Behavior in the present depends critically on experience in similar environments in the past. Such past experience may be important in controlling behavior not because it determines the strength of a behavior, but because it allows the structure of the current environment to be detected and used. We explore a prospective-control approach to understanding simple behavior. Under this approach, order in the environment allows even simple organisms to use their personal past to respond according to the likely future. The predicted future controls behavior, and past experience forms the building blocks of the predicted future. We explore how generalization affects the use of past experience to predict and respond to the future. First, we consider how generalization across various dimensions of an event determines the degree to which the structure of the environment exerts control over behavior. Next, we explore generalization from the past to the present as the method of deciding when, where, and what to do. This prospective-control approach is measurable and testable; it builds predictions from events that have already occurred, and assumes no agency. Under this prospective-control approach, generalization is fundamental to understanding both adaptive and maladaptive behavior.
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The present article is intended to illustrate a conceptual approach to understanding why the environment exerts imperfect control over behavior. For these purposes, we adopt the equations used by Cowie and Davison (2020) to model the generalization of reinforcers across time and location shown in Fig. 1. To model temporal generalization, reinforcers in each time bin were redistributed across surrounding time bins according to a Gaussian function with standard deviation (s) at time t since a marker event (Panels C and D in Fig. 1):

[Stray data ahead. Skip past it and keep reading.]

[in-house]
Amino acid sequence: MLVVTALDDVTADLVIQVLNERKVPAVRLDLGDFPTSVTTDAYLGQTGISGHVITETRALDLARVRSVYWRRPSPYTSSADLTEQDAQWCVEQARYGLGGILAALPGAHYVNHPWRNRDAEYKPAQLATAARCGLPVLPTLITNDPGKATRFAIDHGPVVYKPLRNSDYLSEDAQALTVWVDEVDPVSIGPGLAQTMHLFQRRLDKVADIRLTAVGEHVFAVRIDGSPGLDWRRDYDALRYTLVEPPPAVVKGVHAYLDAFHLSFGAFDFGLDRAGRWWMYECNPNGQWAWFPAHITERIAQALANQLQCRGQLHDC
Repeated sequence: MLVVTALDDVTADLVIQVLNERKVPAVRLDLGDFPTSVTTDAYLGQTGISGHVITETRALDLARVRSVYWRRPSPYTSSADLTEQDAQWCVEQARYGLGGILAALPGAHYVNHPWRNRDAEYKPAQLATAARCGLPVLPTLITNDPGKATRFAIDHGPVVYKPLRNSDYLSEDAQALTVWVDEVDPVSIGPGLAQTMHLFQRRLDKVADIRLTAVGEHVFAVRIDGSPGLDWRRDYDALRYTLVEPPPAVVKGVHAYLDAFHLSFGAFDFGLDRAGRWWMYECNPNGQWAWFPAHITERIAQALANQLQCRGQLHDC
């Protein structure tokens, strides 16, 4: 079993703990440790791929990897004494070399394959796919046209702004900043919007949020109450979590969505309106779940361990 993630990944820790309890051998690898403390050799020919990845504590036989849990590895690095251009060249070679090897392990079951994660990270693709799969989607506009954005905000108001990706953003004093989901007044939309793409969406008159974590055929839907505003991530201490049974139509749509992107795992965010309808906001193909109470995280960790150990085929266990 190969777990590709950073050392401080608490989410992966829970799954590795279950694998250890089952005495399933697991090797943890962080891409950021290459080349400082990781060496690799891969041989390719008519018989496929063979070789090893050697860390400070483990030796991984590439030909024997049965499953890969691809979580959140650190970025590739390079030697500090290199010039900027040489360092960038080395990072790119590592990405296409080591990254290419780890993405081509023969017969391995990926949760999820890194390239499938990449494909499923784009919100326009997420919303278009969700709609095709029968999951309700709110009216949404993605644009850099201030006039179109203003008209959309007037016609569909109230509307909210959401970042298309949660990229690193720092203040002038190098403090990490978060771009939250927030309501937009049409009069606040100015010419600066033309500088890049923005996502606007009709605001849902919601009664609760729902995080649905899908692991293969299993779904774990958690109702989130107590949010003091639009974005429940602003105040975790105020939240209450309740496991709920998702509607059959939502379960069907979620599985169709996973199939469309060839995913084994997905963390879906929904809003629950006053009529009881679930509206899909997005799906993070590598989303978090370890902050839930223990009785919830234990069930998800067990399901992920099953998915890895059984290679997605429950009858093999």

In Equation 1, the parameter a is the extent of the increase in generalization between the times at which generalization is least (s0) and most likely (i.e., the asymptote). X0 is the time (x-value) at which st is halfway between its asymptotically low and high values, and β is the slope of the function around this point (i.e., the speed with which generalization increases).
Because of the discrete nature of the two response locations in the procedure, we modeled generalization across location by shifting a proportion of reinforcers at each time m to the other alternative. The proportion of reinforcers generalized to the other location (m) at time t (Panels E and F in Fig. 1) was calculated as:
The parameters in Equation 2 are the same as in Equation 1, but apply to generalization across location (m) rather than time (s). As Cowie and Davison (2020) did, we used the same X0 parameter for both temporal (s) and spatial (m) generalization.
The discriminated reinforcers (R’) in Panels E and F of Fig. 1 are thus derived from the obtained reinforcers using the equation:
In this instance, the parameters are the same as in Equations 1 and 2, and tmax is the maximum time since a marker event, dictated by the procedure itself. In the example in the present article, we displayed the effects of the two generalization processes sequentially to illustrate their separate effects on the discriminated structure of the environment. As Equation 3 shows, both processes are in fact applied simultaneously when fitting the quantitative model to the data.
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Cowie, S., Davison, M. Generalizing from the Past, Choosing the Future. Perspect Behav Sci 43, 245–258 (2020). https://doi.org/10.1007/s40614-020-00257-9
- Stimulus control
- Prospective control